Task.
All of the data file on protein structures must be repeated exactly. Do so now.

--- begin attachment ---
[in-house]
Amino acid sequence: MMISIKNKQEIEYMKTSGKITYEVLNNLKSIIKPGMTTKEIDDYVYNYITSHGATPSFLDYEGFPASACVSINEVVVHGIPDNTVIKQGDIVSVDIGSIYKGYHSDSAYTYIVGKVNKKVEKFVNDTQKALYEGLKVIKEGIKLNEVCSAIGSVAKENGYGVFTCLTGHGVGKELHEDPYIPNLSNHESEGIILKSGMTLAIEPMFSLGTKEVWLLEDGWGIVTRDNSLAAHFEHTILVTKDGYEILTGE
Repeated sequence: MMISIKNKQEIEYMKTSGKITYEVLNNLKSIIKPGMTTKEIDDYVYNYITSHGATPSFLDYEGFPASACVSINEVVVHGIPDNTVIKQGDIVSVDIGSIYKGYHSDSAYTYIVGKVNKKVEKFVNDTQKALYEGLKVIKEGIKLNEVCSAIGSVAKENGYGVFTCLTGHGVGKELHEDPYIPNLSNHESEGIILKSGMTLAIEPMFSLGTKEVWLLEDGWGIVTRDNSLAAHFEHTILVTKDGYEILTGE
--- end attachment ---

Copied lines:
[in-house]
Amino acid sequence: MMISIKNKQEIEYMKTSGKITYEVLNNLKSIIKPGMTTKEIDDYVYNYITSHGATPSFLDYEGFPASACVSINEVVVHGIPDNTVIKQGDIVSVDIGSIYKGYHSDSAYTYIVGKVNKKVEKFVNDTQKALYEGLKVIKEGIKLNEVCSAIGSVAKENGYGVFTCLTGHGVGKELHEDPYIPNLSNHESEGIILKSGMTLAIEPMFSLGTKEVWLLEDGWGIVTRDNSLAAHFEHTILVTKDGYEILTGE
Repeated sequence: MMISIKNKQEIEYMKTSGKITYEVLNNLKSIIKPGMTTKEIDDYVYNYITSHGATPSFLDYEGFPASACVSINEVVVHGIPDNTVIKQGDIVSVDIGSIYKGYHSDSAYTYIVGKVNKKVEKFVNDTQKALYEGLKVIKEGIKLNEVCSAIGSVAKENGYGVFTCLTGHGVGKELHEDPYIPNLSNHESEGIILKSGMTLAIEPMFSLGTKEVWLLEDGWGIVTRDNSLAAHFEHTILVTKDGYEILTGE